Interestingly, he found that many Hungarians were reluctant to go along with fearing Muslims. They couldn’t quite see why they should. When, in September 2015, the government allowed some 15,000 refugees, many of them Syrian, to be concentrated in Budapest’s Keleti rail station, Hungarians organized themselves to help with food and hygiene. One Hungarian told me proudly how he had helped design a portable laundry that could be towed by a car. Another said she had spent days living at the Keleti station, helping out: “The conditions were terrible. But I had never felt that happy in my life.” In a border village, a congregation opened its church to refugees, sheltering them from the weather and the state alike.
Nonetheless, the government pursued its line, and it began to have results. “I can see it with my friends,” the sociologist said. “You can see it starting to have an effect. For example, I went one time with a friend of mine to the concert. And his friend was talking about the refugees and Islamic phobia. And he was like, ‘We are afraid of the Muslims.’ And I said, ‘Why you be afraid from Muslims?’ He said, “Well, these people, they are doing this and this.’ And I say, “Who are these people?’ And he is shocked when I tell him: “But I am a Muslim.’ And he says, ‘Oh. Oh. … But not Muslim like you.’”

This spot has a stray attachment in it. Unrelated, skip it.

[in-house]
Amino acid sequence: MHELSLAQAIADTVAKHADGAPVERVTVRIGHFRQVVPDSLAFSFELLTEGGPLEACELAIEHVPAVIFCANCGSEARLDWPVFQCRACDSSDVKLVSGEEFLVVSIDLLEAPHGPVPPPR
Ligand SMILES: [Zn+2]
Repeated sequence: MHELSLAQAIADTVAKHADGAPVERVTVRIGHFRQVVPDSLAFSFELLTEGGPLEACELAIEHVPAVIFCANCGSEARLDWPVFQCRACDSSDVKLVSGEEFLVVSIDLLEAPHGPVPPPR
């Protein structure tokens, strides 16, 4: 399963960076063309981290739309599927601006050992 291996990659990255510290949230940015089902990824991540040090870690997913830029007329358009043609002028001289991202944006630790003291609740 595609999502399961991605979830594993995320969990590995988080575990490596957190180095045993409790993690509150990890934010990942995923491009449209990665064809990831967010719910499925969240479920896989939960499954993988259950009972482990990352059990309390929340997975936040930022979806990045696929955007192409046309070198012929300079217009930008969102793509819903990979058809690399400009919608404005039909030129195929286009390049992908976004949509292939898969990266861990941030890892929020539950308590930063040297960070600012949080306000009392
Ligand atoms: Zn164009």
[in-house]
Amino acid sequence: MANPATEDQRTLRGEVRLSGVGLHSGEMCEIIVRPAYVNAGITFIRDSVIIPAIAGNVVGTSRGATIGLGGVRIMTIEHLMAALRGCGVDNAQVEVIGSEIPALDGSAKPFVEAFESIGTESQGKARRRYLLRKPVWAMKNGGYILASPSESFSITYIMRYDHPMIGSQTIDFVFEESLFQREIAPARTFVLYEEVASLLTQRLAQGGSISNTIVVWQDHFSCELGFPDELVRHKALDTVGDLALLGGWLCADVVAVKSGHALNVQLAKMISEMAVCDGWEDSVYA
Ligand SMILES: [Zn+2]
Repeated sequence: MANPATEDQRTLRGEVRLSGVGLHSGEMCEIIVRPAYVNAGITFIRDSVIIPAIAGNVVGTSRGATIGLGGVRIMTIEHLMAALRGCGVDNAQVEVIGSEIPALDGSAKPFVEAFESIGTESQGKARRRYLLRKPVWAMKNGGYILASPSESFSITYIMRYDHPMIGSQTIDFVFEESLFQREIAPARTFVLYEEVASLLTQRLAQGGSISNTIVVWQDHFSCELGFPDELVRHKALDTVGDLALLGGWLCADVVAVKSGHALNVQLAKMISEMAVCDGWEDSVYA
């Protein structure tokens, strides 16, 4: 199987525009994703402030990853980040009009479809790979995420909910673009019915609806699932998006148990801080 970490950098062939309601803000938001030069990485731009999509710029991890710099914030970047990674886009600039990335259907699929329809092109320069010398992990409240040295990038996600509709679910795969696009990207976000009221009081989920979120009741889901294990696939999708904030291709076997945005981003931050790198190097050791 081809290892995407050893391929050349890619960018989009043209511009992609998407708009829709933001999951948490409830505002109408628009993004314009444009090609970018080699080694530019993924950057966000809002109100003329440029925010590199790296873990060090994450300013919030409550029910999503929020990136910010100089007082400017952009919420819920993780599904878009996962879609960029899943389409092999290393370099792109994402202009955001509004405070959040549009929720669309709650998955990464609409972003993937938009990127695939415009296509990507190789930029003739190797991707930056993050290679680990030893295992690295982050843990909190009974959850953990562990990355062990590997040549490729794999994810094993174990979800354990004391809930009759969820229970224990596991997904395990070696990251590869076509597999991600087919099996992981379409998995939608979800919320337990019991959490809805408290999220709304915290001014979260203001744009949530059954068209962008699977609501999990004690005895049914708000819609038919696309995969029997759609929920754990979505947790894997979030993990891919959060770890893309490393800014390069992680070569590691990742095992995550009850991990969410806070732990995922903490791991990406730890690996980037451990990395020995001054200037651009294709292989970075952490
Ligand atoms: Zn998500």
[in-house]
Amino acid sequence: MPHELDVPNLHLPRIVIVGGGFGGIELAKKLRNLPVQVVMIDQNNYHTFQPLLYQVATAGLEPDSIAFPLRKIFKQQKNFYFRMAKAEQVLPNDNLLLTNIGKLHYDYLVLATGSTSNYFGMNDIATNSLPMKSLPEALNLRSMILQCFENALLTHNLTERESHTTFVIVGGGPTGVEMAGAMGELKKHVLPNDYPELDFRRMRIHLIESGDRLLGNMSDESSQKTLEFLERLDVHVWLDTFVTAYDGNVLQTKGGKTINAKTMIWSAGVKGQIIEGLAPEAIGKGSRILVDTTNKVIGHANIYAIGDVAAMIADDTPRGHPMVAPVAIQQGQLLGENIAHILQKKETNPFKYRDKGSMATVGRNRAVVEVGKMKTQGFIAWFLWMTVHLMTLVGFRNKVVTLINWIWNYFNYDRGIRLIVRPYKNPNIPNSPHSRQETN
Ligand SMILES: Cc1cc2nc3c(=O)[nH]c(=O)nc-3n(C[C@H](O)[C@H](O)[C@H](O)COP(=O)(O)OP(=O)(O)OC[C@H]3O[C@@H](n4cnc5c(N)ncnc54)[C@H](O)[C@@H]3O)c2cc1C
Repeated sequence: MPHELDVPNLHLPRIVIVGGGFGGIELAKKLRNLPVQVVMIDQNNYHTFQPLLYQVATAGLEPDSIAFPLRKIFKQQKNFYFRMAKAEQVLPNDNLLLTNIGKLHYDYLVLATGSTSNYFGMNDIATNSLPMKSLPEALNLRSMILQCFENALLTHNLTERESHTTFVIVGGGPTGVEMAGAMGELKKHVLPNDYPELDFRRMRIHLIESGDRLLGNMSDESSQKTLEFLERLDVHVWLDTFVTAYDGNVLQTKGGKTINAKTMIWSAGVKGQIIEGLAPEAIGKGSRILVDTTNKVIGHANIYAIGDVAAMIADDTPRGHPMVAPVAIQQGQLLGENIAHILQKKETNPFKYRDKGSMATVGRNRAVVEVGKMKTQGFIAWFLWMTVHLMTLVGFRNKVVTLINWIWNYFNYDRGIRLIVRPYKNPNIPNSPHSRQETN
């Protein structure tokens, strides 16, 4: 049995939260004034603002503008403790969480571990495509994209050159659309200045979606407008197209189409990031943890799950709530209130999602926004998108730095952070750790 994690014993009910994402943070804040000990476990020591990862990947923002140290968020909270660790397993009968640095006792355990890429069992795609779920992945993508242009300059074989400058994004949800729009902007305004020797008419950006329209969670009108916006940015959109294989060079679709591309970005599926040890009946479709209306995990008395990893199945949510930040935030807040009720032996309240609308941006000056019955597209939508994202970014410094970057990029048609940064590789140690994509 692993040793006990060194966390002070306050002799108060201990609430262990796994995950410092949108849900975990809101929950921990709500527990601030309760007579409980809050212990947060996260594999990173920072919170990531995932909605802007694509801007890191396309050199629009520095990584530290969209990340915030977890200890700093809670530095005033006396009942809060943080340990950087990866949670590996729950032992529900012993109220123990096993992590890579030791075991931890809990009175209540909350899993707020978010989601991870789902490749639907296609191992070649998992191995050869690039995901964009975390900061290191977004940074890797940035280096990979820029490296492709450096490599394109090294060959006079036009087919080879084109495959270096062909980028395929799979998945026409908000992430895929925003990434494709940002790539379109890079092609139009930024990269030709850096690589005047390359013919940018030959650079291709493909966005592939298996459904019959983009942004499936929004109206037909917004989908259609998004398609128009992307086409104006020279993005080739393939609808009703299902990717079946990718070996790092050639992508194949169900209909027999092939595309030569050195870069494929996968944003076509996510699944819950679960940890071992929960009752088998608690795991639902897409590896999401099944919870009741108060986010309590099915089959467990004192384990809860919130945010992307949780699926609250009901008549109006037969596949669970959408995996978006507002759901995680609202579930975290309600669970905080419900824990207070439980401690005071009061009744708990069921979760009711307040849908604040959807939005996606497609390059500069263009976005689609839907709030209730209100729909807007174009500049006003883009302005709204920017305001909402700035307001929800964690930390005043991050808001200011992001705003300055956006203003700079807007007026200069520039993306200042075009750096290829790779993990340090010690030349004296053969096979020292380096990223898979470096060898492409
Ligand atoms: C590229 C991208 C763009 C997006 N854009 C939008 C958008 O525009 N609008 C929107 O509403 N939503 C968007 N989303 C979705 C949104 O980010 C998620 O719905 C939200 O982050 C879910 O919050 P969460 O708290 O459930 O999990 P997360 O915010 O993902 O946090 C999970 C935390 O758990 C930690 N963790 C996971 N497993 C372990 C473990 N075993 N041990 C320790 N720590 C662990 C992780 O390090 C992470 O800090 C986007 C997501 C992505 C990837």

Viktor Orban’s position on refugees and Islam, dismissed as outrageous in early 2015, is now much closer to acceptability. As usual, Orban just got to the bad place first. European states have been extremely sluggish in settling even small numbers of refugees. The German interior ministry reported there were on average nearly ten anti-immigrant attacks in Germany per day in 2016. A leading German political party, Alternative für Deutschland, is testing its ideas about banning mosques with protests against a proposed one in the province of Thuringia. (It would be the province’s first.) Local mosque opponents erected large wooden crosses next to the proposed site. Turkey’s president, Recep Tayyip Erdogan, recently urged Turkish residents in Europe to have more children as a way of extracting a sort of demographic revenge. After the openly anti-Islam Dutch politician Geert Wilders increased his Party for Freedom’s representation in Parliament by a third (and tugged the ruling party farther to the right) in March 2017 elections, Turkey’s foreign minister said that “soon wars of religion may and will start in Europe.”
The Hungarian government’s legislative maneuvers to control foreign-financed schools are part of an ongoing political process of enemy-creation. It is consistent with other policies that frustrate Hungarian students and businesspeople, or keep migrants from being able to settle and work: the result is to keep Hungary from moving up the value chain and gaining greater control over its own national destiny. Possibly the very last thing Hungary needs is to make it even harder to educate Hungarians. Young people leave because they cannot get the education they want; businesspeople complain of being unable to find the skilled labor they need and withhold investment. The terrible irony is that the more Orban and Fidesz focus their animus on foreigners, the harder they make it to achieve the national self-determination they seek.